The book's primary merit is that it demonstrates many of the ways that Christ's life has impacted the world. In particular, the early chapters do an excellent job of showing how the gospel transforms lives and thereby impacts the culture in which those lives are set.

The books demerits are as follows:

First, Schmidt's style. As noted above, the language seemed to be an attempt at mixing conversational speech with a more academic vocabulary. He would likely have been better off simply going for a conversational or an academic tone, because the actual style is rather frustrating: it's conversational in tone but overly flowery in its prose. I'm certainly no critic of flowery prose, so long as it's being put to good use. Here, it wasn't, and it simply ended up feeling over-the-top.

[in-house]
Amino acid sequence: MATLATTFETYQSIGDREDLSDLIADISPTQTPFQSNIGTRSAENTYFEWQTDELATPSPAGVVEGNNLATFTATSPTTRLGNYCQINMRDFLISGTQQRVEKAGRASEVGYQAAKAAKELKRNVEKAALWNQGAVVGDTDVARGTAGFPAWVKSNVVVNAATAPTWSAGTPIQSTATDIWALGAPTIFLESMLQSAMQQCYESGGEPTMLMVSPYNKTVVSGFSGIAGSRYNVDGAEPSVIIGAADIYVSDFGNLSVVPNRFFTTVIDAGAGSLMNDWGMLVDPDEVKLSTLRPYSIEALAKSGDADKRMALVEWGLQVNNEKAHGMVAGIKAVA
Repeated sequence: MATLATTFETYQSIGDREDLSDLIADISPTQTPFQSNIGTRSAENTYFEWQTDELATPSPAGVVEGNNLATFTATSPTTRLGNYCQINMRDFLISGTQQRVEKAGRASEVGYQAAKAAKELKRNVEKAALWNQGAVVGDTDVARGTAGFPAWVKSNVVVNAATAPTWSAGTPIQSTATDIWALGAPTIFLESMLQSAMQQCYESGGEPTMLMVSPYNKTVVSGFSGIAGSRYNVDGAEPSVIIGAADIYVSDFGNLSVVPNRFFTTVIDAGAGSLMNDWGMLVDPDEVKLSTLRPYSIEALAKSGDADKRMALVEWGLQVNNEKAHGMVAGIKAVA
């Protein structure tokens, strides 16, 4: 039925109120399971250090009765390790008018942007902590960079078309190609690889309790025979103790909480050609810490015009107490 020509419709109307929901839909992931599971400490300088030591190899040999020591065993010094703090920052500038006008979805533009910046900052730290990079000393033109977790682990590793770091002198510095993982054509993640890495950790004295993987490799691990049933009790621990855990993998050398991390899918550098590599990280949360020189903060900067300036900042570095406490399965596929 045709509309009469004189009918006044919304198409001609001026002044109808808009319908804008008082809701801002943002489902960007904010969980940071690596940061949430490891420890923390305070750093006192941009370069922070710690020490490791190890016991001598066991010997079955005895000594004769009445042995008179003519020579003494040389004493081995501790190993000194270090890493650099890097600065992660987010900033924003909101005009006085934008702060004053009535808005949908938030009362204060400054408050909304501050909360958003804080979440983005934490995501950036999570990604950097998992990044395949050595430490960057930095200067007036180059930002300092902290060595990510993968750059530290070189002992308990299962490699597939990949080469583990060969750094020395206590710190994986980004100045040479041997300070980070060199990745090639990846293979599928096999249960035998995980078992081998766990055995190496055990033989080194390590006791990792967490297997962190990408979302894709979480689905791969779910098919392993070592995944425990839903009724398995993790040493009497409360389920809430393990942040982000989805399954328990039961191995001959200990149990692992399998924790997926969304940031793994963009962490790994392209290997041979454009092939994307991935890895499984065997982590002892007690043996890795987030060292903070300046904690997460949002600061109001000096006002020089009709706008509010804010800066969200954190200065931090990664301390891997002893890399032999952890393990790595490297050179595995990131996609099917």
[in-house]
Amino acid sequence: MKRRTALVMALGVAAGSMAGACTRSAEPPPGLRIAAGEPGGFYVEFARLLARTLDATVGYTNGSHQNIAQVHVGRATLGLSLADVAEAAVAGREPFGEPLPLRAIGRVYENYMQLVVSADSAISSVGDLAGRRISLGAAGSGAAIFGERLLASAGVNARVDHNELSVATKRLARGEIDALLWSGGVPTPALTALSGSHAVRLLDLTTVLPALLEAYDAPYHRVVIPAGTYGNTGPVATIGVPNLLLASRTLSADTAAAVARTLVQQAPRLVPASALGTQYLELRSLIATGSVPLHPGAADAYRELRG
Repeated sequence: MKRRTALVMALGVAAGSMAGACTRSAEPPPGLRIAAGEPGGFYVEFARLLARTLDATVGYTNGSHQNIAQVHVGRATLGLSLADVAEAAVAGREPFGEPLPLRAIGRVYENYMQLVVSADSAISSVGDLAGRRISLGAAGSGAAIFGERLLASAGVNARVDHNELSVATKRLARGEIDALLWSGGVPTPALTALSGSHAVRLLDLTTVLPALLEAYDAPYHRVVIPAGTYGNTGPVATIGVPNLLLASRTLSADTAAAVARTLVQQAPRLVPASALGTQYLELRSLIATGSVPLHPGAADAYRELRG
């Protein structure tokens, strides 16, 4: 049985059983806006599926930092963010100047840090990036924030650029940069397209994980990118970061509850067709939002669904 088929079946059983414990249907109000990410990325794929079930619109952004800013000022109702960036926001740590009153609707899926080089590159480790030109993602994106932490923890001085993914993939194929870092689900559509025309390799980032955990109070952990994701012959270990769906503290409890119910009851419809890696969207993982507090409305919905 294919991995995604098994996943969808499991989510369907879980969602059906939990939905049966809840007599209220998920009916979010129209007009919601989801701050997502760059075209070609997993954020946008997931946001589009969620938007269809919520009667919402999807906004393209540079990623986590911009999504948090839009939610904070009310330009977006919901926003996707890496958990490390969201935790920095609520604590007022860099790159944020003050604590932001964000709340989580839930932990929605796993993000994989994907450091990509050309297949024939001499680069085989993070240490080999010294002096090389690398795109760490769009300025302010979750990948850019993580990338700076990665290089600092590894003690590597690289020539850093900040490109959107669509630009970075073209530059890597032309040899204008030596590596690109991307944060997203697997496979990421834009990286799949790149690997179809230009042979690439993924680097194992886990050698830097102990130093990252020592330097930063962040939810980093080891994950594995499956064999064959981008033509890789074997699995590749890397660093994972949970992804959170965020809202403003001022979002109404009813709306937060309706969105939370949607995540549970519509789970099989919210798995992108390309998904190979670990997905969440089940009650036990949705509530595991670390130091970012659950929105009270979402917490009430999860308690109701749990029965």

Annoyingly, Schmidt repeats his thesis in some way at the end of nearly every section - and the sections are often mere paragraphs long. Obviously the reason he is positing this example or that is that he feels they support his claim; repeating ad nauseum that such-and-such a thing, person, event, etc. clearly reflects Christian influence was both Rather than helping his writing's cogency, however, this simply made it feel choppy. I expected from the book an historical analysis of the ways Christianity shaped culture and history and thus the lasting impact Christ's life has had. I expected from this a demonstration of the transforming power of the gospel. What I found instead was essentially a collection of facts and conjectures about how this person or that thing might have been influenced by Christianity. A few of his points I simply disagreed with - they were stretching, and without any good reason to do so; grasping at straws doesn't help one's case here.